At the outset one must concede the considerable prima facie plausibility of Arnhart's contention that Christianity makes magnanimity impossible. The magnanimous man exalts himself, claiming for himself the greatest honors. In contrast, Christian morality appears as one of self-abasement rather than self-exaltation. Even for one who possesses only a passing familiarity with the New Testament, numerous passages come to mind that seem to suggest disapproval of Aristotelian magnanimity. "Learn from me," Christ advises his followers, "for I am gentle and lowly in heart."  "Whoever would be great among you," he teaches, "must be your servant, and whoever would be first among you must be slave of all." 
The Gospel of Luke offers what seems an even more direct repudiation of Aristotelian ethics. There Christ forthrightly tells his listeners to claim less honor than they deserve, thus apparently endorsing what Aristotle calls smallness of soul:
When you are invited by any one to a marriage feast, do not sit down in a place of honor, lest a more eminent man than you be invited by him; and he who invited you both will come and say to you, "Give place to this man," and then you will begin with shame to take the lowest place. But when you are invited, go and sit in the lowest place, so that when your host comes he may say to you, "Friend, go up higher"; then you will be honored in the presence of all who sit at table with you. For every one who exalts himself will be humbled, and he who humbles himself will be exalted. 
The meaning of this parable would seem to be that those who claim less honor than they deserve in this life will be all the more honored in the next. And this meaning is made explicit when Christ says elsewhere that whoever "humbles himself" like a "child" will be "greatest in the kingdom of heaven." 
Nevertheless, that some reconciliation of Christian and Aristotelian ethics is possible is suggested by Christ's own actions as they are reported in the New Testament. According to the Gospel of Luke, upon his entry into Jerusalem Christ was greeted by "the whole multitude of the disciples," who were saying, "Blessed is the King who comes in the name of the Lord! Peace in heaven and glory in the highest." Luke continues, reporting that some Pharisees, hearing this, asked him to rebuke his followers. Christ's response: "I tell you, if these were silent, the very stones would cry out."  In this episode Christ displays magnanimity in the strict Aristotelian sense: he claims the great honors of which he is truly worthy. But since he claims elsewhere, as we have seen, to be humble, and since he commands his followers to imitate him, we must conclude--assuming that Christ's behavior and teaching are coherent--that for him as well as for them magnanimity and humility are somehow compatible, that humility is not smallness of soul and magnanimity is not sinful pride.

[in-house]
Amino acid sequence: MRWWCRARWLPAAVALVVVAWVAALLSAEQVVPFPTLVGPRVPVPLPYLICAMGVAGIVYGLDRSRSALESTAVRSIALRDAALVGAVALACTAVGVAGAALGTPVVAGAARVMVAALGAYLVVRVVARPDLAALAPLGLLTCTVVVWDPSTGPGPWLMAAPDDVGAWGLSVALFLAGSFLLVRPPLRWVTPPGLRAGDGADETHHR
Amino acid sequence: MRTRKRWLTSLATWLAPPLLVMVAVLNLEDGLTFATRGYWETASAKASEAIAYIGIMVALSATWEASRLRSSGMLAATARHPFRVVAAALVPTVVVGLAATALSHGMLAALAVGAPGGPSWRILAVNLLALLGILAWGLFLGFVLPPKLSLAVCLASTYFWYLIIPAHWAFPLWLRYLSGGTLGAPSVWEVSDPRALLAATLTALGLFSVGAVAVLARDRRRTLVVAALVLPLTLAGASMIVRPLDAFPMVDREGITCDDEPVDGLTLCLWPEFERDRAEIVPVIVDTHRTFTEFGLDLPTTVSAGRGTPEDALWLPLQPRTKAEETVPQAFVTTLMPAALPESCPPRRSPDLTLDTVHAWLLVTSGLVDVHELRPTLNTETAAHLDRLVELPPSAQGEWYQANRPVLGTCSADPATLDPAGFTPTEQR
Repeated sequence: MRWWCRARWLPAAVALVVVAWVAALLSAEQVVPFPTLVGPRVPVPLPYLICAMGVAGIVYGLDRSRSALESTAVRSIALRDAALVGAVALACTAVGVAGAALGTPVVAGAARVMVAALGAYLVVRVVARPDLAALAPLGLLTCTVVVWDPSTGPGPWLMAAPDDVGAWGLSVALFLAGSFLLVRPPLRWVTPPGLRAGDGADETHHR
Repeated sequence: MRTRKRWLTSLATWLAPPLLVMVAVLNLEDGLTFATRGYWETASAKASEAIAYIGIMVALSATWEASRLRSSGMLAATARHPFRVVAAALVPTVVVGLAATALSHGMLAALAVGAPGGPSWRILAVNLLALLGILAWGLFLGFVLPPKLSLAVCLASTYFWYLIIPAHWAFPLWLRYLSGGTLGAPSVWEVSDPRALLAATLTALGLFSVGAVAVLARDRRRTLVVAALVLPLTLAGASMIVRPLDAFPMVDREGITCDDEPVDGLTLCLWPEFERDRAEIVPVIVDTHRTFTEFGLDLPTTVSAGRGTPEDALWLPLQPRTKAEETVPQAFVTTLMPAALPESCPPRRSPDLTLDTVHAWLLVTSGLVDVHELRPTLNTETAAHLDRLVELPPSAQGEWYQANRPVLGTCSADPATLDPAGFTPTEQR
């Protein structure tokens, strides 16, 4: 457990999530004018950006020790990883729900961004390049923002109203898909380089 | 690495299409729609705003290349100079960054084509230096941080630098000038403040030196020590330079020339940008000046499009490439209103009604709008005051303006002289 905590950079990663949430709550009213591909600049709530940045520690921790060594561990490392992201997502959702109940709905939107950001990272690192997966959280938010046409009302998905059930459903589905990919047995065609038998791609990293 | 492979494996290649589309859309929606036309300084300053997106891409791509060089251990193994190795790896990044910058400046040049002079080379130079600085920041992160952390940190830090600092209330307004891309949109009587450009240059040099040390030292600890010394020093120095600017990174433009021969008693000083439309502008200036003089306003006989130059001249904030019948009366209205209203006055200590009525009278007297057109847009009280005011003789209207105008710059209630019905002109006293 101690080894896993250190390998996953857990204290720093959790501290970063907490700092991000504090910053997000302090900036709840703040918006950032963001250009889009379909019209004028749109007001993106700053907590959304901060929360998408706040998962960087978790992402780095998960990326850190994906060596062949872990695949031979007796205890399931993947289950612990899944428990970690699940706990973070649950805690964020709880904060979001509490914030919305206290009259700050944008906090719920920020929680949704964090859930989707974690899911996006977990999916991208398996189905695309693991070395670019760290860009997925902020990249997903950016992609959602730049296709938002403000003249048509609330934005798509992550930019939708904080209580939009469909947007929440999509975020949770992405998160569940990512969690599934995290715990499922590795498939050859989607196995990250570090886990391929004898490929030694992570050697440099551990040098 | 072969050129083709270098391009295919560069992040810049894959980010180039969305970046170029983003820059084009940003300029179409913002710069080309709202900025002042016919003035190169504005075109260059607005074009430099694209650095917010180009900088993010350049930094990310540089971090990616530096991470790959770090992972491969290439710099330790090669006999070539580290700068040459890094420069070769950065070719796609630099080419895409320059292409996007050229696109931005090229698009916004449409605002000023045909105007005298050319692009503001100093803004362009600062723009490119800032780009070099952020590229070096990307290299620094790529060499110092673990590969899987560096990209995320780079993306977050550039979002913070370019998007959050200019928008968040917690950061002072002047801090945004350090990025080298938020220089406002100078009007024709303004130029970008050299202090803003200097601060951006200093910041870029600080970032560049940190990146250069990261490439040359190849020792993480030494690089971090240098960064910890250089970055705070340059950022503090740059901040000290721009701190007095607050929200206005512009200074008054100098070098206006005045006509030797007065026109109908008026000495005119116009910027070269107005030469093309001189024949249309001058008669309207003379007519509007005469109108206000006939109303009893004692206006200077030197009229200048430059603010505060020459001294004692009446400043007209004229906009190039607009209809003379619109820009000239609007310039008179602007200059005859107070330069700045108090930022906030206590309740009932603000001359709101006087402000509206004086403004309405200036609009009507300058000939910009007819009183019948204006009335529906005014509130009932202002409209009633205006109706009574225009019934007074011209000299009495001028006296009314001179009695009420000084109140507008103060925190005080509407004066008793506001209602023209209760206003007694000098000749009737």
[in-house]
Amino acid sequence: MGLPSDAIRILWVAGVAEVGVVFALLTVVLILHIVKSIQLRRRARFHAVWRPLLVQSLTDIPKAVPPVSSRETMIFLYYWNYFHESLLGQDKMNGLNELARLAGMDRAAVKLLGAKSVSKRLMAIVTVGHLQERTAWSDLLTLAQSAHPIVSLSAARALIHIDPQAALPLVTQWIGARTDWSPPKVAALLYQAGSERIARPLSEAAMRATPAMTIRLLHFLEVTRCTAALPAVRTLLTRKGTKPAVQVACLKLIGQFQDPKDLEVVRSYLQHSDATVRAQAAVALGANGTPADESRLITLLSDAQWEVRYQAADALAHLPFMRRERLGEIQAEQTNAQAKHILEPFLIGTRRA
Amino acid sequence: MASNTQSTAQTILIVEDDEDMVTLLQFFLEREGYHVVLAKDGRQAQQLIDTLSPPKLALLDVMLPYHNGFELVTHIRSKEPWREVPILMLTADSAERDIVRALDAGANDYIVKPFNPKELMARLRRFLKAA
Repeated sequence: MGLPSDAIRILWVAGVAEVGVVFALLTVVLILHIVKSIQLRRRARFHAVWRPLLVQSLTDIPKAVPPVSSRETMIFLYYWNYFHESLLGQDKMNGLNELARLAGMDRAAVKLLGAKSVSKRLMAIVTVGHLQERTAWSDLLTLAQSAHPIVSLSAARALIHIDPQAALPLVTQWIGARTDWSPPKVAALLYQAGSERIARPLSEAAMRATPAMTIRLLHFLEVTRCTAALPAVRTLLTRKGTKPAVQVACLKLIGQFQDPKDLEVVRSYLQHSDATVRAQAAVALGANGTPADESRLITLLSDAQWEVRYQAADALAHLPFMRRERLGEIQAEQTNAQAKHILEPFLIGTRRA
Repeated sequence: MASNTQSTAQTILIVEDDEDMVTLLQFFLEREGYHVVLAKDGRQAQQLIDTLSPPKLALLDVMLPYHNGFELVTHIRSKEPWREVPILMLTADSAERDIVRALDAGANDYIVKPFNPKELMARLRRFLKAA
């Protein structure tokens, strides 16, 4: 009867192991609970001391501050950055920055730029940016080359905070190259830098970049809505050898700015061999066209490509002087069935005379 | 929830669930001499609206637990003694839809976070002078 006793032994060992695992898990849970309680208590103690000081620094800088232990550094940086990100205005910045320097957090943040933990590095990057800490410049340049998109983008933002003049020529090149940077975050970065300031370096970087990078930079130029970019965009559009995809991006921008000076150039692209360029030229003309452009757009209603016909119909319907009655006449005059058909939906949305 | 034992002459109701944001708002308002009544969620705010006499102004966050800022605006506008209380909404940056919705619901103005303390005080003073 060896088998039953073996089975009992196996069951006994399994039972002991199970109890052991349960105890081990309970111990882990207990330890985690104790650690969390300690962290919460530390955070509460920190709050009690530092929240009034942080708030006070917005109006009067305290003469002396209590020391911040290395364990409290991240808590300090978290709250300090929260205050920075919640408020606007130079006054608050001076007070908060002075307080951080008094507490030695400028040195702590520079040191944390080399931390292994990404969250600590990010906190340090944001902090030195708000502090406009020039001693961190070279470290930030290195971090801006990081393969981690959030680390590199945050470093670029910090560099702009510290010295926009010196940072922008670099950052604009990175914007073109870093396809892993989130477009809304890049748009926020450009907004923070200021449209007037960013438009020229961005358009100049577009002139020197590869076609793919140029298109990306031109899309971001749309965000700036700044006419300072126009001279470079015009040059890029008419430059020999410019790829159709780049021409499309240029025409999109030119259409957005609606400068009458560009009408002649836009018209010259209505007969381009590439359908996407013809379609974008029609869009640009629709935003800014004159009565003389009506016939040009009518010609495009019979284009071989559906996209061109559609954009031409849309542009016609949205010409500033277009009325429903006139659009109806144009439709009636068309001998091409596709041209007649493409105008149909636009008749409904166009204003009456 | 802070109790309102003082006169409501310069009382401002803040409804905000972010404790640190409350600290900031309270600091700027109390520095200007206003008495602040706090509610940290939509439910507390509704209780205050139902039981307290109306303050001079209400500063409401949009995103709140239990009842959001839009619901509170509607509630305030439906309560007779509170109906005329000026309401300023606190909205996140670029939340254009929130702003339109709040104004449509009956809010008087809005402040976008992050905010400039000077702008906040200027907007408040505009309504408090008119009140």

This possibility of a compatibility between Aristotelian magnanimity and Christian morality is also suggested by Saint Augustine in The City of God. In book 5 of that work Augustine criticizes the Romans for their love of glory Such criticism would seem to imply disapproval of Aristotelian magnanimity as well. After all, the magnanimous man's claiming of great honors for himself stems from a desire to enjoy them: he takes pleasure in the honors he claims and deserves.  If the Christian must renounce earthly glory, then magnanimity is incompatible with Christianity. Although Augustine's critique of Rome might at first glance seem to point to this conclusion, a more careful consideration of the argument of The City of God suggests that for Augustine it is not the love of glory itself that is blameworthy but the excessive love of glory
Virtue, Augustine argues in The City of God, "is the order of love."  That is, virtue is loving each thing in the right proportion. Thus when he warns that physical beauty "is not fitly loved in preference to God" he implies that it is not wrong to love it to some extent.  This teaching would seem equally to apply to the love of glory. Augustine speaks of those Romans …